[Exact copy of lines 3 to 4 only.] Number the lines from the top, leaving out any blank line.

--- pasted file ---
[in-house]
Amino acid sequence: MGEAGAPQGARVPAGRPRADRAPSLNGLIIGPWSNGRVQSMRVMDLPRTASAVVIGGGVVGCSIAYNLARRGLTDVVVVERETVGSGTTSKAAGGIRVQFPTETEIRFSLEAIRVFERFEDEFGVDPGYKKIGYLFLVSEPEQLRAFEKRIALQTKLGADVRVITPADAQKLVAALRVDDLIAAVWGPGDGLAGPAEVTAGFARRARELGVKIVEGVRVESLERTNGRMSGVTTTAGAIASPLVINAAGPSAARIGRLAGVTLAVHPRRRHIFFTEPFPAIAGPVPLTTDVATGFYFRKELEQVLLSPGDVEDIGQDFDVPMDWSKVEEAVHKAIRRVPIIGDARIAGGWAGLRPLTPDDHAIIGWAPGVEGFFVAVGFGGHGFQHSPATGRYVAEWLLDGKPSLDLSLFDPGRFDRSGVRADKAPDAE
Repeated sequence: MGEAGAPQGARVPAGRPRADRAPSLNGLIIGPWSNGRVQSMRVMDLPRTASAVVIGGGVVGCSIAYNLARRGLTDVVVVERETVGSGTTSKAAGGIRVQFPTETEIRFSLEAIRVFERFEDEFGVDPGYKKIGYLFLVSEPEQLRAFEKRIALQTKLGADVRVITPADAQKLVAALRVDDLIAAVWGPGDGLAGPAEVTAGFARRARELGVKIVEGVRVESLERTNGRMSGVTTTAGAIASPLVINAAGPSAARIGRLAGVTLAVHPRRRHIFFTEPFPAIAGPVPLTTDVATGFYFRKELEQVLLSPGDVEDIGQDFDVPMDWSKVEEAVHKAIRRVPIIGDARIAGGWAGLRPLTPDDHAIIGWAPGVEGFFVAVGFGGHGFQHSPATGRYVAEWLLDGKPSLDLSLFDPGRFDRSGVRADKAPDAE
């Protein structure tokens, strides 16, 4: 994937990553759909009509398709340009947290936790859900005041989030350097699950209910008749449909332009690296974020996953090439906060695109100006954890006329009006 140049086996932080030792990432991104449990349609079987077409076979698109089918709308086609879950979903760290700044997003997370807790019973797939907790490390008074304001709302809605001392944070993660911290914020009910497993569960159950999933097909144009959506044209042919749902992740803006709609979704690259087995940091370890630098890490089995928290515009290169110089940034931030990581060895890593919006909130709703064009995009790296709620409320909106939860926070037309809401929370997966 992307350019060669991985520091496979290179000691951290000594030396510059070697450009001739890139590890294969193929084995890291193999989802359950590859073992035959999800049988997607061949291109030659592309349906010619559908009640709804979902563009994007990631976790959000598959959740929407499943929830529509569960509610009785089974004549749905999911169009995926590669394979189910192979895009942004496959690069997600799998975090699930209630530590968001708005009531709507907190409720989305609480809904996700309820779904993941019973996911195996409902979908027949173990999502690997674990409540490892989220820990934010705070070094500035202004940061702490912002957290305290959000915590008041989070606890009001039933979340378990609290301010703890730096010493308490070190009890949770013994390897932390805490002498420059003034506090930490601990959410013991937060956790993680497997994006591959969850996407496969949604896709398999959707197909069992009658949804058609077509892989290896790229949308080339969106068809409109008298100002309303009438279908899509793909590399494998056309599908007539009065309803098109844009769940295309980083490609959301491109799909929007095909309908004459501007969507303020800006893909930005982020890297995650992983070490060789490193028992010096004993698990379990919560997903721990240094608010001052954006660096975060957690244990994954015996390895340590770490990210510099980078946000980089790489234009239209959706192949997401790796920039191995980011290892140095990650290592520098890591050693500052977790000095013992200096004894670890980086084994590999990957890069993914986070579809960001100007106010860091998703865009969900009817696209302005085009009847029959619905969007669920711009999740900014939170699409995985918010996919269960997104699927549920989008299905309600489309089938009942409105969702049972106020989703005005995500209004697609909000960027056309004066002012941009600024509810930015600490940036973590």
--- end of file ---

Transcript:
Repeated sequence: MGEAGAPQGARVPAGRPRADRAPSLNGLIIGPWSNGRVQSMRVMDLPRTASAVVIGGGVVGCSIAYNLARRGLTDVVVVERETVGSGTTSKAAGGIRVQFPTETEIRFSLEAIRVFERFEDEFGVDPGYKKIGYLFLVSEPEQLRAFEKRIALQTKLGADVRVITPADAQKLVAALRVDDLIAAVWGPGDGLAGPAEVTAGFARRARELGVKIVEGVRVESLERTNGRMSGVTTTAGAIASPLVINAAGPSAARIGRLAGVTLAVHPRRRHIFFTEPFPAIAGPVPLTTDVATGFYFRKELEQVLLSPGDVEDIGQDFDVPMDWSKVEEAVHKAIRRVPIIGDARIAGGWAGLRPLTPDDHAIIGWAPGVEGFFVAVGFGGHGFQHSPATGRYVAEWLLDGKPSLDLSLFDPGRFDRSGVRADKAPDAE
């Protein structure tokens, strides 16, 4: 994937990553759909009509398709340009947290936790859900005041989030350097699950209910008749449909332009690296974020996953090439906060695109100006954890006329009006 140049086996932080030792990432991104449990349609079987077409076979698109089918709308086609879950979903760290700044997003997370807790019973797939907790490390008074304001709302809605001392944070993660911290914020009910497993569960159950999933097909144009959506044209042919749902992740803006709609979704690259087995940091370890630098890490089995928290515009290169110089940034931030990581060895890593919006909130709703064009995009790296709620409320909106939860926070037309809401929370997966 992307350019060669991985520091496979290179000691951290000594030396510059070697450009001739890139590890294969193929084995890291193999989802359950590859073992035959999800049988997607061949291109030659592309349906010619559908009640709804979902563009994007990631976790959000598959959740929407499943929830529509569960509610009785089974004549749905999911169009995926590669394979189910192979895009942004496959690069997600799998975090699930209630530590968001708005009531709507907190409720989305609480809904996700309820779904993941019973996911195996409902979908027949173990999502690997674990409540490892989220820990934010705070070094500035202004940061702490912002957290305290959000915590008041989070606890009001039933979340378990609290301010703890730096010493308490070190009890949770013994390897932390805490002498420059003034506090930490601990959410013991937060956790993680497997994006591959969850996407496969949604896709398999959707197909069992009658949804058609077509892989290896790229949308080339969106068809409109008298100002309303009438279908899509793909590399494998056309599908007539009065309803098109844009769940295309980083490609959301491109799909929007095909309908004459501007969507303020800006893909930005982020890297995650992983070490060789490193028992010096004993698990379990919560997903721990240094608010001052954006660096975060957690244990994954015996390895340590770490990210510099980078946000980089790489234009239209959706192949997401790796920039191995980011290892140095990650290592520098890591050693500052977790000095013992200096004894670890980086084994590999990957890069993914986070579809960001100007106010860091998703865009969900009817696209302005085009009847029959619905969007669920711009999740900014939170699409995985918010996919269960997104699927549920989008299905309600489309089938009942409105969702049972106020989703005005995500209004697609909000960027056309004066002012941009600024509810930015600490940036973590």